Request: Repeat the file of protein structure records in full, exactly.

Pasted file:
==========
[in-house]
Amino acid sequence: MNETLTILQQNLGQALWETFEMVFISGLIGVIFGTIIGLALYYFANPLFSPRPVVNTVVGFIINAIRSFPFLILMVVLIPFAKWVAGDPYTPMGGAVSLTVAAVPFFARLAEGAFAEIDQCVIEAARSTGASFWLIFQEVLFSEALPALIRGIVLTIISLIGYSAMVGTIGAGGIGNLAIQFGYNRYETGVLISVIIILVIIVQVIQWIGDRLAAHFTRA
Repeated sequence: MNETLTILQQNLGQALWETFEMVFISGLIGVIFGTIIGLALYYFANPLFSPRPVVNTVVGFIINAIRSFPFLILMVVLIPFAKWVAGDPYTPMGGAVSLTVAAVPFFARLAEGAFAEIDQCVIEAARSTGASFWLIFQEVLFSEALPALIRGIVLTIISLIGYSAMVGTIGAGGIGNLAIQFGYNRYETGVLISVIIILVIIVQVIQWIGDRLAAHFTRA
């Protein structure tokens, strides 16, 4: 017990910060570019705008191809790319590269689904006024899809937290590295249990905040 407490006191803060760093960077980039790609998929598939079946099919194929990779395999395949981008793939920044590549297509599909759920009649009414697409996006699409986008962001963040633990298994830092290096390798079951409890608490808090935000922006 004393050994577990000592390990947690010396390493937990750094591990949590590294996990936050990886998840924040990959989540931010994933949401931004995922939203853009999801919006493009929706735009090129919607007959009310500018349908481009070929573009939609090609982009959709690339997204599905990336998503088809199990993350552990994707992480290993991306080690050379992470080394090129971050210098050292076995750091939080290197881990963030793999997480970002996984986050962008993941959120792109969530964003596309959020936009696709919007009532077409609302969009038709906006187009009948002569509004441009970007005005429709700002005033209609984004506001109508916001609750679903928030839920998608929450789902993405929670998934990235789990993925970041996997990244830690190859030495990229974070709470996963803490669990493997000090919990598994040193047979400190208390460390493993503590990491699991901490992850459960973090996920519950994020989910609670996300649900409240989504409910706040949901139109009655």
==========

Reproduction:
[in-house]
Amino acid sequence: MNETLTILQQNLGQALWETFEMVFISGLIGVIFGTIIGLALYYFANPLFSPRPVVNTVVGFIINAIRSFPFLILMVVLIPFAKWVAGDPYTPMGGAVSLTVAAVPFFARLAEGAFAEIDQCVIEAARSTGASFWLIFQEVLFSEALPALIRGIVLTIISLIGYSAMVGTIGAGGIGNLAIQFGYNRYETGVLISVIIILVIIVQVIQWIGDRLAAHFTRA
Repeated sequence: MNETLTILQQNLGQALWETFEMVFISGLIGVIFGTIIGLALYYFANPLFSPRPVVNTVVGFIINAIRSFPFLILMVVLIPFAKWVAGDPYTPMGGAVSLTVAAVPFFARLAEGAFAEIDQCVIEAARSTGASFWLIFQEVLFSEALPALIRGIVLTIISLIGYSAMVGTIGAGGIGNLAIQFGYNRYETGVLISVIIILVIIVQVIQWIGDRLAAHFTRA
């Protein structure tokens, strides 16, 4: 017990910060570019705008191809790319590269689904006024899809937290590295249990905040 407490006191803060760093960077980039790609998929598939079946099919194929990779395999395949981008793939920044590549297509599909759920009649009414697409996006699409986008962001963040633990298994830092290096390798079951409890608490808090935000922006 004393050994577990000592390990947690010396390493937990750094591990949590590294996990936050990886998840924040990959989540931010994933949401931004995922939203853009999801919006493009929706735009090129919607007959009310500018349908481009070929573009939609090609982009959709690339997204599905990336998503088809199990993350552990994707992480290993991306080690050379992470080394090129971050210098050292076995750091939080290197881990963030793999997480970002996984986050962008993941959120792109969530964003596309959020936009696709919007009532077409609302969009038709906006187009009948002569509004441009970007005005429709700002005033209609984004506001109508916001609750679903928030839920998608929450789902993405929670998934990235789990993925970041996997990244830690190859030495990229974070709470996963803490669990493997000090919990598994040193047979400190208390460390493993503590990491699991901490992850459960973090996920519950994020989910609670996300649900409240989504409910706040949901139109009655």